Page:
Culture is the lifeblood of a people, and the arts sector is the central part of a country’s culture. With regularity we read about piracy hampering the development of our arts sector. Mostly, it is musicians and film makers who are plagued by the vice, and robbed of the fruits of their labor. This makes it impossible to make a living off the arts, and to invest the proceeds in new projects. That way they can never reach a professional level and the Malawian arts remain at the low level that they are now. Internationally, Malawian arts do not make a dent, because of piracy.
The remedy proposed tends to be new laws and stiffer penalties. But that does nothing if the law is not enforced. And that is where the real problem lies: implementation. In development circles this phenomenon is referred to as the “implementation gap”. The gap between policy formulated and policy implemented. In Malawi the implementation gap is of GARGANTUAN proportion. So many policies are developed and then left to gather dust in some dusty office while the population suffers, and nothing is done on the ground.
In the case of piracy, the same is true. Walk onto the market and you see pirated materials offered openly, and nothing is being done. Even on BBC radio and television a music pirate showed his criminal business openly, and apparently the criminal is not afraid of law enforcement. We need to change that, and the organization whose responsibility this is is COSOMA. COSOMA has the monopoly on collecting copyrights, which they try to do from radio and television stations with variable success. But they do not go onto the market to confront the pirates there. Piracy on the coast of Somalia is down because the European Union, USA and others sent warships to enforce the law there. But piracy on the public road of Malawi is blossoming like never before. COSOMA needs to gather a group of strong police officers, go onto our markets and confiscate all pirated materials and arrest the pirates. This needs to be done with regularity.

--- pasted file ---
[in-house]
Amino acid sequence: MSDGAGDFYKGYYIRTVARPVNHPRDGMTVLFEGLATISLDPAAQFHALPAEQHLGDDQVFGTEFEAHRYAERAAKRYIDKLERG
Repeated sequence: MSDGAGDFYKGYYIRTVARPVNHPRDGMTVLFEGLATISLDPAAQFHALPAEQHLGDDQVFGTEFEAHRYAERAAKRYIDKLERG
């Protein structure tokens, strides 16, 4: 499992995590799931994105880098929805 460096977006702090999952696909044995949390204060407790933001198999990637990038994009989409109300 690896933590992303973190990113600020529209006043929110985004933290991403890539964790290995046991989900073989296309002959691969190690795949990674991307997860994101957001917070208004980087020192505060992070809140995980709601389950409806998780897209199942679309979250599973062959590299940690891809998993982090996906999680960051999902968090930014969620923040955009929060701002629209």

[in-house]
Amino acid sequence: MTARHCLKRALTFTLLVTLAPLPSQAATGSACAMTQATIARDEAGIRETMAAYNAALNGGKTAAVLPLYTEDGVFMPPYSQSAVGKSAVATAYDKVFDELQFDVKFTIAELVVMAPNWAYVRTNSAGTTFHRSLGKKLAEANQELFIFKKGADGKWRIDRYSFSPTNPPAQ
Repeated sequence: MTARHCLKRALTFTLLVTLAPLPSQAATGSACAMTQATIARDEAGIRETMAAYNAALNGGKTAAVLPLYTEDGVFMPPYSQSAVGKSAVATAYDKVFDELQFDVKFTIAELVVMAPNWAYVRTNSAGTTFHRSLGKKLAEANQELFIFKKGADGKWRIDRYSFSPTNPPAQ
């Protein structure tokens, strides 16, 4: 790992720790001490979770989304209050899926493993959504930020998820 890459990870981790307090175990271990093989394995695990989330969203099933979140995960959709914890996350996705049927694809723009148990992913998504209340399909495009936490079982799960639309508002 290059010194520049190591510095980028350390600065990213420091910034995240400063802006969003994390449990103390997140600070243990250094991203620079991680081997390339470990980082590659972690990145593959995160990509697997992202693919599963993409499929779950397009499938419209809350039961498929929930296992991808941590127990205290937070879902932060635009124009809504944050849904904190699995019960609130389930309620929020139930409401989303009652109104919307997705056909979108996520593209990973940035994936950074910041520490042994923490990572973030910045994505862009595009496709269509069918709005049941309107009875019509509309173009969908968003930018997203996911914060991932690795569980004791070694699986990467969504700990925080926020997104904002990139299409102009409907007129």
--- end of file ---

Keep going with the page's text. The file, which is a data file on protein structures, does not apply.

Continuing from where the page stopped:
Think back of operation Dongosolo: it worked for only a few weeks because it was not enforced continuously. If we enforce our copyright laws continuously on our streets, and confiscate and make arrests, piracy will not die out, but it will be limited significantly, which will contribute to the growth of our arts sector, which is the lifeblood of every people’s culture. And we will be able to grow, make an impact internationally and the job opportunities in the sector will increase. All positive effects of simple enforcement of existing regulation.